Dignity is the reason we respect people (and respect their wishes). Velleman argues that suicide is a form of rejecting this dignity – and that we don’t have the right to do that, because it is not ours to reject, exactly, but a feature of humanity. This dignity, says Velleman, is “a value that [a person] possesses by virtue of being one of us, and the value of being one of us is not his alone to assess or defend. The value of being a person is therefore something larger than any particular person who embodies it.” Therefore we don’t have the right to destroy it. It’s not just that suicide is failing to treat oneself with the respect due to persons, though it is certainly that, according to Velleman – it’s that suicide undermines respect for persons in general.

The story of the paper is this. Professor Velleman had cancer (in real life). A few years ago he was sitting around after dinner at a philosophy conference with some colleagues and a few people were smoking. One of the smoking professors said something about how he knew smoking would probably kill him, but that his enjoyment of smoking outweighed the probable early death it would cause him. Velleman, fresh from the chemo table, was deeply offended. Over the years, he came to realize that, by joking about trading life for pleasure, the professor was implying that human life lacks serious value (dignity), dehumanizing not only himself but Professor Velleman as well. The core of the paper, as I see it, is this:

My host’s remarks implied that an early death, of the sort he was risking and I was hoping to forestall, would be a loss to him that could be offset by sufficient gains. But what would it matter how much I lost or gained if I myself would be no loss? My gains or losses would merit concern only on the basis of concern for me – which, being the basis of concern for them, could not then be offset by that concern. Hence my gains or losses wouldn’t matter unless I had value that could not be offset by their.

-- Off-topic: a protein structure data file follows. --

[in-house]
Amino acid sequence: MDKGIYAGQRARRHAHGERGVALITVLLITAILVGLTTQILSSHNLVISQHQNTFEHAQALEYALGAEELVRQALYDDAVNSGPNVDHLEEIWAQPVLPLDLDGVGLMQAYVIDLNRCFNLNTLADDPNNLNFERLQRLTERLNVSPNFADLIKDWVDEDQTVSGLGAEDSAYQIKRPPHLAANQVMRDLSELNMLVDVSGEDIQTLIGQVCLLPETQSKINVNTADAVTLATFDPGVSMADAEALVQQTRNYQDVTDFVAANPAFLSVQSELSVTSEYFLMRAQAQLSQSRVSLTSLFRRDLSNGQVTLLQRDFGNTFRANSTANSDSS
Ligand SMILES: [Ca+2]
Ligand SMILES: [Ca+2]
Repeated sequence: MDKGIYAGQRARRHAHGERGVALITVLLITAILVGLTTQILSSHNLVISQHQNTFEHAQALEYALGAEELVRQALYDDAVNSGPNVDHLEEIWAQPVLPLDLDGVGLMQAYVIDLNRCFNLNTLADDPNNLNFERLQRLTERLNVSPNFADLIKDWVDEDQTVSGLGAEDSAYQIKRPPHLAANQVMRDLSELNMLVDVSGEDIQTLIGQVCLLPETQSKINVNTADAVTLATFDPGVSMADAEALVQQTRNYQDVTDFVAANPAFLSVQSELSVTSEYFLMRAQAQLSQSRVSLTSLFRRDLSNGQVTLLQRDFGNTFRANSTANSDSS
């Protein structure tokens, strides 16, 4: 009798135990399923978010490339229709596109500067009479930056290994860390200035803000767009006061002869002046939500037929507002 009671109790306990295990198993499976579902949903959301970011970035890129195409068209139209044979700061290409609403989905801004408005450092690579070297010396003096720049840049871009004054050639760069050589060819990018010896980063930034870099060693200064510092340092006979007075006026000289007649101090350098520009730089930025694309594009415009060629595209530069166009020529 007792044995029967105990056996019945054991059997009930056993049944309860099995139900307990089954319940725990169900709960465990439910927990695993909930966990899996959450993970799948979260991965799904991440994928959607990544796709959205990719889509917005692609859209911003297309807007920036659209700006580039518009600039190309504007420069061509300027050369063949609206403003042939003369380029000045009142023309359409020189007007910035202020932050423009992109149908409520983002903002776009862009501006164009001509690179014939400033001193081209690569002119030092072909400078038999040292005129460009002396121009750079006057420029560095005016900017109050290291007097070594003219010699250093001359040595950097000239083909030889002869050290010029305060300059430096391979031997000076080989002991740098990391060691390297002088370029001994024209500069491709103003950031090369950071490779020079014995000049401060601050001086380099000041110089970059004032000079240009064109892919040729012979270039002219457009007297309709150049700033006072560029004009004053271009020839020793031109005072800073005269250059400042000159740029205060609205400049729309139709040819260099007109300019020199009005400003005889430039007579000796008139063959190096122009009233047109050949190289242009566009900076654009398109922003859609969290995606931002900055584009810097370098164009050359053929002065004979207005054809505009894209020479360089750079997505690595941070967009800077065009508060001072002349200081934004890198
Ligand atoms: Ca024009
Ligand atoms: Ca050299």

My host was implicitly denying the existence of such a value. For he claimed that death was worth worrying about only in respects for which he could be compensated by the pleasures of smoking. He was thus implicitly denying the interest-independent value of a person, without which it couldn’t really matter whether I lived or died.

In an appendix to the piece, Velleman responds to criticisms from Professor F. M. Kamm, in her article “Physician-Assisted Suicide, the Doctrine of the Double Effect, and the Ground of Value” (Ethics 109 (April 1999): 586-605).

Kamm calls one of Velleman’s arguments the Exchange Argument, and interprets it to mean (correctly, says Velleman) that it is forbidden to exchange the intrinsic value of one’s humanity merely to benefit one’s interests, as in suicide or some kind of voluntary slavery. But, Kamm says,

According to Kant, beautiful things (e.g., art) have a value beyond price, though not the dignity that persons have. Most would say (though perhaps Kant would not, given his theory of beauty) that beautiful things have intrinsic value, even if no one cares about them and they satisfy no human interests. Yet we may permissibly exchange beautiful things for money or food. The permissibility of exchanging them for things that have interest-relative value and a market price does not imply, I believe, that they only have interest-relative value. It implies that what has intrinsic aesthetic value has only finite value and could be permissibly exchanged for what has only interest-relative value (e.g., food). But this does not show that beautiful things have only interest-relative value rather than intrinsic aesthetic value. That we can exchange one thing for another does not mean that they share the same essential nature or type of value. The same might be true of persons.

Velleman responds that the painting analogy fails, because when we sell a painting, we are not destroying it, but entrusting it into the care of another art appreciator. A better analogy, says Velleman, would be burning a painting in the fireplace because one has run out of kindling. “But then,” says Velleman, “burning an artwork for kindling would ordinarily be objectionable. Not coincidentally, it’s also what would be analogous to self-interested suicide.”